Egypt Military Space Projects
In September 2002 Egypt discussed with Libya helping fund a joint program for the manufacture and launch of a spy satellite. Officials said the Egyptian request was being discussed with Tripoli as part of the current talks on scientific cooperation. In August 2002 the Egyptian-Libyan Committee for Scientific Research examined a proposed joint fund to finance joint research programs. The discussions in Tripoli covered several subjects including remote-sensing satellites and space projects. The committee meeting was chaired by Egyptian Higher Education Minister Mofid Shihab and Libya's Matouk Mohammed Matouk. The Libya headed the Libyan People's Committee for Scientific Research. The committee is meant to implement agreements already signed for space cooperation and remote-sensing. The cooperation is meant to be limited to civilian rather than limited issues.
A Soyuz-U rocket carrying an Egyptian satellite, EgyptSat-2 [also called MisrSat-2], was launched from the Baikonur Cosmodrome in Kazakhstan on Wednesday, 16 April 2014. The satellite was scheduled to separate from the rocket at 20:28 Moscow time (GMT+4), the Federal Space Agency (Roscosmos) said. The 1,050 kg satellite is intended for high-resolution Earth remote sensing "for the benefit of agricultural, geological and environmental studies". This spacecraft remote sensing with high spatial resolution - up to one meter at a height of 700 km orbit. The new satellite is designed to work for 11 years. It was made by Russia’s Energia Space Corporation.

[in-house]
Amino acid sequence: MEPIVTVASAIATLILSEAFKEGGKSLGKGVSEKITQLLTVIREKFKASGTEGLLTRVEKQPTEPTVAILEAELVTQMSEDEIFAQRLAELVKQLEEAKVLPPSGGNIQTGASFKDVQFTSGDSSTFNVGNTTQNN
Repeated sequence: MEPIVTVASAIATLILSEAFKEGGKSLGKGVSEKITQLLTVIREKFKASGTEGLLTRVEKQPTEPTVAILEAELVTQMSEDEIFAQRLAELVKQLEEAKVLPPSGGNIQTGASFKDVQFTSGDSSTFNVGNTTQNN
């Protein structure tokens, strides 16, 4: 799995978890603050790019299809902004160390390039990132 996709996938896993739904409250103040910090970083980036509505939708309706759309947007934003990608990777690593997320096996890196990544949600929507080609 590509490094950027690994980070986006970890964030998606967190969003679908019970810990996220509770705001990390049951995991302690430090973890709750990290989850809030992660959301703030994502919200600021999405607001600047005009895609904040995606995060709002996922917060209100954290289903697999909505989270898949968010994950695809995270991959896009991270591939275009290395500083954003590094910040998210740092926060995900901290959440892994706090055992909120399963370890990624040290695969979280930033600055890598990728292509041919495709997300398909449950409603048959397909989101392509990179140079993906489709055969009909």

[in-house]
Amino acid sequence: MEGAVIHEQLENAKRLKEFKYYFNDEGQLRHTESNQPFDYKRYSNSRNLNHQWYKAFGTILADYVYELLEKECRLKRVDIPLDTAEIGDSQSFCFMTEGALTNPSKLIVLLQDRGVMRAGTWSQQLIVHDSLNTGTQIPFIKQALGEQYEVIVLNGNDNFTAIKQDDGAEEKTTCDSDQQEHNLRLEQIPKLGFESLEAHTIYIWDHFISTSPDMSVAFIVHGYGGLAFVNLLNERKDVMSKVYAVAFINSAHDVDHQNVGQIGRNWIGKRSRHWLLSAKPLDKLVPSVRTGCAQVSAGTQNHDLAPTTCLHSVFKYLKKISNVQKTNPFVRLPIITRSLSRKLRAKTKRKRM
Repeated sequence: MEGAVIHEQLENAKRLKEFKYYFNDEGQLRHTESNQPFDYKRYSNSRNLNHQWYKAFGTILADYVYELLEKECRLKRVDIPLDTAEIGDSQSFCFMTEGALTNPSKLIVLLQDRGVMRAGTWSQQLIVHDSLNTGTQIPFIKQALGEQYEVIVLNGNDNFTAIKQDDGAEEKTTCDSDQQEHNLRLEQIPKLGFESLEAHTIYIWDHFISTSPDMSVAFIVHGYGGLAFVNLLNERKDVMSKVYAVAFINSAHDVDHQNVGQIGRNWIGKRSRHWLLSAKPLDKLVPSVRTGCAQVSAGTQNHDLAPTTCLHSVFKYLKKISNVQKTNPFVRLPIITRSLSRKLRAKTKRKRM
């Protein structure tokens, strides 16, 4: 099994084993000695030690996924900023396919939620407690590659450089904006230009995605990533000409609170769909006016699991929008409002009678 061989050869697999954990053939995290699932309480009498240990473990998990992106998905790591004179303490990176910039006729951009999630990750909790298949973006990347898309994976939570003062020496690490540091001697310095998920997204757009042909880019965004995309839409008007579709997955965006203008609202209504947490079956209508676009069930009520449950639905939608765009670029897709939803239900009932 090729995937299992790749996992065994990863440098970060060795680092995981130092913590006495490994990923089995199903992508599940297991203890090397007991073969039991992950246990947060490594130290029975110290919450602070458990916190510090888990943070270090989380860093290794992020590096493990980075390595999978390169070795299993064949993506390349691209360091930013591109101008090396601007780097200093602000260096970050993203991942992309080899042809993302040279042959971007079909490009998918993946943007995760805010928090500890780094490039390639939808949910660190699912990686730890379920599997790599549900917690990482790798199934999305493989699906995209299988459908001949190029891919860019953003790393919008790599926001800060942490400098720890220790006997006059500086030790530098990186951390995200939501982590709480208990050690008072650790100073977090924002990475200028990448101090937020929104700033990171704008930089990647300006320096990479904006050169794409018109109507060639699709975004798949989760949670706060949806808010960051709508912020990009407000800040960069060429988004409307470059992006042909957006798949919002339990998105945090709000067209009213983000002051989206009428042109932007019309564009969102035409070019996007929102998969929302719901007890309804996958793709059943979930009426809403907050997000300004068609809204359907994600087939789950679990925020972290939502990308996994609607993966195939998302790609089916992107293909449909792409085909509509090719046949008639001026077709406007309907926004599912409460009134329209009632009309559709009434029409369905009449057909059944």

According to government spokesman Hossam El-Qawish, the new satellite EgySat aimed to support Egypt's "presence in space" and to increase new investment opportunities and enhance developmental project in the Arab region. The launch is also being used to establish the presence of Egyptian scientists and researchers in outer space, he added during a press conference held at the cabinet's headquarters in Cairo. Medhat Mokhtar, head of National Authority for Remote Sensing and Space Science, said that pictures of the satellite were supposed to have been revealed three years ago, but that the plan was halted, "given what the country is going through".